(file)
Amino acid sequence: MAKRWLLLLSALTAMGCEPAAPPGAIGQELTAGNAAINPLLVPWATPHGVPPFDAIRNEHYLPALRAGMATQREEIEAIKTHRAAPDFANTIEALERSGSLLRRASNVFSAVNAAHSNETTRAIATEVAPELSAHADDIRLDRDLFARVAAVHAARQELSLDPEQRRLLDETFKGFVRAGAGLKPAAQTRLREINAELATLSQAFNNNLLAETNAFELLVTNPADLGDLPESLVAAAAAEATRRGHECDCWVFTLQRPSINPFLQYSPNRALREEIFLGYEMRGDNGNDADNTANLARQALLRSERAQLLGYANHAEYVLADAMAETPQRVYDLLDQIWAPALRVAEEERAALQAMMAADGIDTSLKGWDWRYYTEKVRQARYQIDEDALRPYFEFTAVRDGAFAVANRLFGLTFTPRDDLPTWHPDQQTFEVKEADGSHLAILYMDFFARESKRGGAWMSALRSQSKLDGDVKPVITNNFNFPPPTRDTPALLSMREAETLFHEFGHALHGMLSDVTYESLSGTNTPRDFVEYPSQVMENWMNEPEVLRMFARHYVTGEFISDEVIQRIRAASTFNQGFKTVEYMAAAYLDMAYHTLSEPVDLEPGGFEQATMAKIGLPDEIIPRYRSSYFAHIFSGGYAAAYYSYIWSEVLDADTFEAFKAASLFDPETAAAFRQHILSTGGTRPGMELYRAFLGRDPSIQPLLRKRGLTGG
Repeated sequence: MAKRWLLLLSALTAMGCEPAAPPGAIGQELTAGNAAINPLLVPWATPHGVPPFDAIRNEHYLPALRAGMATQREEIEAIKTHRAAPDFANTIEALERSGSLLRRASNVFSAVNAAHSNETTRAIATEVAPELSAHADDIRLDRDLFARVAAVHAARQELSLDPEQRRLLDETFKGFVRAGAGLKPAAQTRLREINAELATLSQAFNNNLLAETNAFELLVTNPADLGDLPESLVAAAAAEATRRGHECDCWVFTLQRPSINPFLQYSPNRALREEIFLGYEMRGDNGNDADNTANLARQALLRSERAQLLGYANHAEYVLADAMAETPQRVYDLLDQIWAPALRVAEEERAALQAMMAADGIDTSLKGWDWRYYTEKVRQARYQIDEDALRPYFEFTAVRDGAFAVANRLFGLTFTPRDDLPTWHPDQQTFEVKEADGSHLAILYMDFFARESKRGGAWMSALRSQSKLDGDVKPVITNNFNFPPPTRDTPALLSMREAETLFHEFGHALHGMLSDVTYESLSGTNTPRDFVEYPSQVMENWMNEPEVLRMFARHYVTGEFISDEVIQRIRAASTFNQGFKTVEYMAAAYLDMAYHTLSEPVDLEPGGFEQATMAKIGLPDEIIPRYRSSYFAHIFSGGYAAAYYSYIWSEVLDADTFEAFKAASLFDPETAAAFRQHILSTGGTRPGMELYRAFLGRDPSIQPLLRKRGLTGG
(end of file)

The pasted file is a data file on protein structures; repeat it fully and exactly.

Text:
Amino acid sequence: MAKRWLLLLSALTAMGCEPAAPPGAIGQELTAGNAAINPLLVPWATPHGVPPFDAIRNEHYLPALRAGMATQREEIEAIKTHRAAPDFANTIEALERSGSLLRRASNVFSAVNAAHSNETTRAIATEVAPELSAHADDIRLDRDLFARVAAVHAARQELSLDPEQRRLLDETFKGFVRAGAGLKPAAQTRLREINAELATLSQAFNNNLLAETNAFELLVTNPADLGDLPESLVAAAAAEATRRGHECDCWVFTLQRPSINPFLQYSPNRALREEIFLGYEMRGDNGNDADNTANLARQALLRSERAQLLGYANHAEYVLADAMAETPQRVYDLLDQIWAPALRVAEEERAALQAMMAADGIDTSLKGWDWRYYTEKVRQARYQIDEDALRPYFEFTAVRDGAFAVANRLFGLTFTPRDDLPTWHPDQQTFEVKEADGSHLAILYMDFFARESKRGGAWMSALRSQSKLDGDVKPVITNNFNFPPPTRDTPALLSMREAETLFHEFGHALHGMLSDVTYESLSGTNTPRDFVEYPSQVMENWMNEPEVLRMFARHYVTGEFISDEVIQRIRAASTFNQGFKTVEYMAAAYLDMAYHTLSEPVDLEPGGFEQATMAKIGLPDEIIPRYRSSYFAHIFSGGYAAAYYSYIWSEVLDADTFEAFKAASLFDPETAAAFRQHILSTGGTRPGMELYRAFLGRDPSIQPLLRKRGLTGG
Repeated sequence: MAKRWLLLLSALTAMGCEPAAPPGAIGQELTAGNAAINPLLVPWATPHGVPPFDAIRNEHYLPALRAGMATQREEIEAIKTHRAAPDFANTIEALERSGSLLRRASNVFSAVNAAHSNETTRAIATEVAPELSAHADDIRLDRDLFARVAAVHAARQELSLDPEQRRLLDETFKGFVRAGAGLKPAAQTRLREINAELATLSQAFNNNLLAETNAFELLVTNPADLGDLPESLVAAAAAEATRRGHECDCWVFTLQRPSINPFLQYSPNRALREEIFLGYEMRGDNGNDADNTANLARQALLRSERAQLLGYANHAEYVLADAMAETPQRVYDLLDQIWAPALRVAEEERAALQAMMAADGIDTSLKGWDWRYYTEKVRQARYQIDEDALRPYFEFTAVRDGAFAVANRLFGLTFTPRDDLPTWHPDQQTFEVKEADGSHLAILYMDFFARESKRGGAWMSALRSQSKLDGDVKPVITNNFNFPPPTRDTPALLSMREAETLFHEFGHALHGMLSDVTYESLSGTNTPRDFVEYPSQVMENWMNEPEVLRMFARHYVTGEFISDEVIQRIRAASTFNQGFKTVEYMAAAYLDMAYHTLSEPVDLEPGGFEQATMAKIGLPDEIIPRYRSSYFAHIFSGGYAAAYYSYIWSEVLDADTFEAFKAASLFDPETAAAFRQHILSTGGTRPGMELYRAFLGRDPSIQPLLRKRGLTGG